By EDGI’s Website Monitoring Committee: Toly Rinberg, Andrew Bergman, Maya Anjur-Dietrich, and Gretchen Gehrke (For inquiries, please contact email@example.com)
July 12, 2017 — On July 11, E&E News reported that resources relating to the EPA’s Endangerment Finding , linked from the EPA’s “Endangerment and Cause or Contribute Findings for Greenhouse Gases under the Section 202(a) of the Clean Air Act” page were not available.
Prior to the EPA’s climate change website overhaul, which began on April 28, 2017, an identical or very similar version of the “Endangerment” page linked to a page titled “Technical Support Document for the Endangerment and Cause or Contribute Findings for Greenhouse Gases,” which linked a 210-page technical support PDF for the Endangerment Finding. EDGI’s Website Monitoring Team can confirm that this resource, as well as other web resources like the “Legal Basis of the Greenhouse Gas Endangerment Finding” page, were not available from the current “Endangerment” page on July 11, 2017 at 1:55pm ET. A more detailed technical analysis of the missing resources can be found here.
What appears to be a very similar resource to the “Technical Support Document …” page, with what appears to be a very similar or identical hosted PDF was, however, live at a different URL on July 11. As late as 1:55pm ET, this URL was not linked from another live page on the https://www.epa.gov website, leaving it virtually inaccessible to someone browsing the EPA website.
The identical or very similar version of the “Endangerment” page, a version of which is live on the “epa.gov/ghgemissions” subdomain, and resources that linked from that page were originally hosted on the “epa.gov/climatechange” subdomain (as late as April 27, 2017 and also found on the January 19 snapshot). The EPA’s climate change website overhaul established redirects from pages on the “/climatechange/” subdomain to the EPA’s notice that it is updating its website on April 28, 2017. The “Endangerment” page hosted on the “/ghgemissions/” subdomain was live as early as May 9, 2017, suggesting that the page was potentially only switched to a new URL following the overhaul, although an exact date of the transfer has not been confirmed.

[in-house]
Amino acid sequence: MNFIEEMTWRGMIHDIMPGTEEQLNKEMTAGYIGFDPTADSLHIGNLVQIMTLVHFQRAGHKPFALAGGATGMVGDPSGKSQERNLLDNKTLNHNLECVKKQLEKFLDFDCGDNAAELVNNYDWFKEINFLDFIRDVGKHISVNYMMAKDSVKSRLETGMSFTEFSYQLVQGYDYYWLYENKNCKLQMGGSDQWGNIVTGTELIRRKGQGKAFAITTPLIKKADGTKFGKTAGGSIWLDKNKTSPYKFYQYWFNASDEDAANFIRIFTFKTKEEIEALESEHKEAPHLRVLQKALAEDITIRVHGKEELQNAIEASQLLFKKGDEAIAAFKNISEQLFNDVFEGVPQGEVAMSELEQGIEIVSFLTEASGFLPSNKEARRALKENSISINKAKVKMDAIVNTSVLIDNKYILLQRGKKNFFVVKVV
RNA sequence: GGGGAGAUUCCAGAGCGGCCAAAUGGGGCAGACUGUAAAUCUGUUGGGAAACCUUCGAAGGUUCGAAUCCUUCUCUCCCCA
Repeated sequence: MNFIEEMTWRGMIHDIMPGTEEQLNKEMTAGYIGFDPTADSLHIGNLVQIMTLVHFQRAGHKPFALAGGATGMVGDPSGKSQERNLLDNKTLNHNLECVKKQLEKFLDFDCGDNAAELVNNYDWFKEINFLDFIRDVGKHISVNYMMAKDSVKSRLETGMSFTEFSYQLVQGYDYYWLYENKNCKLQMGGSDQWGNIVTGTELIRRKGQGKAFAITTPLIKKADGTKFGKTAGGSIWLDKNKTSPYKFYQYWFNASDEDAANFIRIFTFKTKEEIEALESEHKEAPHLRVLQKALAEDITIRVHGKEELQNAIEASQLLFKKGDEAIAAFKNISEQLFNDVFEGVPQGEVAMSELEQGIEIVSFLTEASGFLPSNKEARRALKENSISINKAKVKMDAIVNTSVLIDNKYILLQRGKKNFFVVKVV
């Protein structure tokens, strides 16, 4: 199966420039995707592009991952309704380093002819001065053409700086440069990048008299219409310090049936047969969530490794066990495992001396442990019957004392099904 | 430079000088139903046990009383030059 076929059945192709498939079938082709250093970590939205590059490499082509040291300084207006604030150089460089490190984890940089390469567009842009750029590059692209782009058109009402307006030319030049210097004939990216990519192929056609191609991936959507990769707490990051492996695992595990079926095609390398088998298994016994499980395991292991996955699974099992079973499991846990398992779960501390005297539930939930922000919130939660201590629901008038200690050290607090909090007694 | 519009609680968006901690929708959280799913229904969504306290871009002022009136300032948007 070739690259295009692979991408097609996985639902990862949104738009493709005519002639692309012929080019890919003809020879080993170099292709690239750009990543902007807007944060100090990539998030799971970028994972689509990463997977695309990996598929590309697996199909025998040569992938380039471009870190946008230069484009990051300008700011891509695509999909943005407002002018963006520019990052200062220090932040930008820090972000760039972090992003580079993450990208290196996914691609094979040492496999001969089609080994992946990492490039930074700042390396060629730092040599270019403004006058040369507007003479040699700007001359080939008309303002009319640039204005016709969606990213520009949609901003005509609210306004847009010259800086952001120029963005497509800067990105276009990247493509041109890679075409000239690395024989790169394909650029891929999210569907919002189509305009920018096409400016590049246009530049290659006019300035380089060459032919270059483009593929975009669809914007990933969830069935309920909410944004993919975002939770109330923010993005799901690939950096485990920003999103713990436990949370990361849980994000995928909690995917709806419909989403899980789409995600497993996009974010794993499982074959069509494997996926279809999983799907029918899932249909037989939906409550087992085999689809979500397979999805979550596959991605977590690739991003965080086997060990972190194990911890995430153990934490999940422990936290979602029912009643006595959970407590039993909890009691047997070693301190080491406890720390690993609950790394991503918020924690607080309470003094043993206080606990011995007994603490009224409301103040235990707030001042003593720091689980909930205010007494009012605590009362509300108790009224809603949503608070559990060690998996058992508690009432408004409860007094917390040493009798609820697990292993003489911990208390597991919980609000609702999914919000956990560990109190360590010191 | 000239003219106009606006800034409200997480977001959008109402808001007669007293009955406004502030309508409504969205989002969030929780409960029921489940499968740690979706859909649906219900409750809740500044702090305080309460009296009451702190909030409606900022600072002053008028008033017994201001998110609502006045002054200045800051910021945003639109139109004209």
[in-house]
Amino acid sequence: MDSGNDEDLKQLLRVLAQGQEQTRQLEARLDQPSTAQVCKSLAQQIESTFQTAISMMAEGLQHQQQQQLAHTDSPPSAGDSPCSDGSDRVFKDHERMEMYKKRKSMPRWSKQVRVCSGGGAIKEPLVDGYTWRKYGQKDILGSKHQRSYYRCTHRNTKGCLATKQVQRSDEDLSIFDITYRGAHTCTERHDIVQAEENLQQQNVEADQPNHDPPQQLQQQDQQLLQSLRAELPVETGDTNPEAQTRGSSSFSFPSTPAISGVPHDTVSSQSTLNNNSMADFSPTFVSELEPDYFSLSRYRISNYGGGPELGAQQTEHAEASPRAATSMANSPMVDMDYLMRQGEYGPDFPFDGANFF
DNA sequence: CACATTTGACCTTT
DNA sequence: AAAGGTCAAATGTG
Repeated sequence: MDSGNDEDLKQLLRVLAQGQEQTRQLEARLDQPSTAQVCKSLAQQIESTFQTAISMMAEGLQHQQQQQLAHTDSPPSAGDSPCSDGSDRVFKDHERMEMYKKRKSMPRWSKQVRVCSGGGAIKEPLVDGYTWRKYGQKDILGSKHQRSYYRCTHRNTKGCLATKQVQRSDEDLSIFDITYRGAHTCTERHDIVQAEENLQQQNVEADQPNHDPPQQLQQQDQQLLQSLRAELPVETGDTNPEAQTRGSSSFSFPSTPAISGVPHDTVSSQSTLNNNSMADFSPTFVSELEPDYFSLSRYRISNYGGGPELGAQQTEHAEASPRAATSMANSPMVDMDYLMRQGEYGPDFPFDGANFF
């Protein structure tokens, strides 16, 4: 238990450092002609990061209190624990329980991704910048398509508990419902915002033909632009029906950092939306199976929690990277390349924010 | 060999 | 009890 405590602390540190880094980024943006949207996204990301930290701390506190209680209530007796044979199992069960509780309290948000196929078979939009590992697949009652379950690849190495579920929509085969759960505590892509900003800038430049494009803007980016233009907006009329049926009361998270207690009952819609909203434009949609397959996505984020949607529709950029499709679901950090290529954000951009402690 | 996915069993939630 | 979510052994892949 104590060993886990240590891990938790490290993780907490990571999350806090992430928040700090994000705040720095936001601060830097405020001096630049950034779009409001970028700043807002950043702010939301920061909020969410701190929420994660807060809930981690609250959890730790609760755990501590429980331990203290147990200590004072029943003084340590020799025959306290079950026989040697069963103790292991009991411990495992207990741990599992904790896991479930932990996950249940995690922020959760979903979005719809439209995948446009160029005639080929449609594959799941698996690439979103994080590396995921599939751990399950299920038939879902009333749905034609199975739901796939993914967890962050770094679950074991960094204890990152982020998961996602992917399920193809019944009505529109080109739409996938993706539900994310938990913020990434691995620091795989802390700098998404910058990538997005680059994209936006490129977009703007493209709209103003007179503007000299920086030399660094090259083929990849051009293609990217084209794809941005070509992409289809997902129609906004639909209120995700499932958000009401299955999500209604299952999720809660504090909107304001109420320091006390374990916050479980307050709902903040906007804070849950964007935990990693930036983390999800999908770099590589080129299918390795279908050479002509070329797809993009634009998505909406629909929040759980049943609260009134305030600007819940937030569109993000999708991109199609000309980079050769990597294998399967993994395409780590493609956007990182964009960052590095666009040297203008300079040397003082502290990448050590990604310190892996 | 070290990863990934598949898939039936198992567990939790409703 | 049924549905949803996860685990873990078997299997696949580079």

During the entire period between May 9 and July 11, as the website overhaul has proceeded, it appears that the 210-page technical support PDF for the Endangerment Finding, in addition to the other resources mentioned above, were not available from the “Endangerment” page, as seen on May 9, 2017 and June 23, 2017, for example. The lack of access to these resources likely originated from mismanagement of web resources during the EPA’s climate change website overhaul, which occurred on April 28, 2017, and not a more recent removal of content, as may be inferred from the original reporting by E&E News.
The E&E News article was updated later on July 11 to mention that the EPA technical staff were looking into the broken links on the page and would be correcting the errors. As of July 11, 2017 at 4:35pm ET, the EPA had updated the “Endangerment” page, and it appears that they have resolved all of the access issues detailed above, fixing all broken links.
While EDGI’s Website Monitoring Team appreciates the EPA’s willingness to correct errors that have been found, we believe that, especially at a time when the conversation about climate change and climate change policy is at the fore of domestic policy discussions and has become a divisive issue on the international stage, it is important to make sure that access to climate change resources remains a priority. Even if these web resources were not made intentionally inaccessible, the errors found on the “Endangerment” page represent a continuing trend in reducing access to important EPA resources that we find irresponsible.
The EPA’s climate change website was overhauled more than two months ago and poor management of web resources during and since the overhaul have left dead links and inaccessible or isolated pages, as occurred with the removal of the “Student’s Guide to Global Climate Change” portion of the website. This mismanagement impedes the public’s ability to access information. Especially when handling large website overhauls, agencies must take care to document their actions and make sure that important web resources remain available and accessible.
 The EPA’s Endangerment Finding is a document produced under mandate by the Supreme Court after the ruling in Massachusetts v. EPA (2007), which required the EPA to determine whether greenhouse gases cause or contribute to air pollution and public health impacts.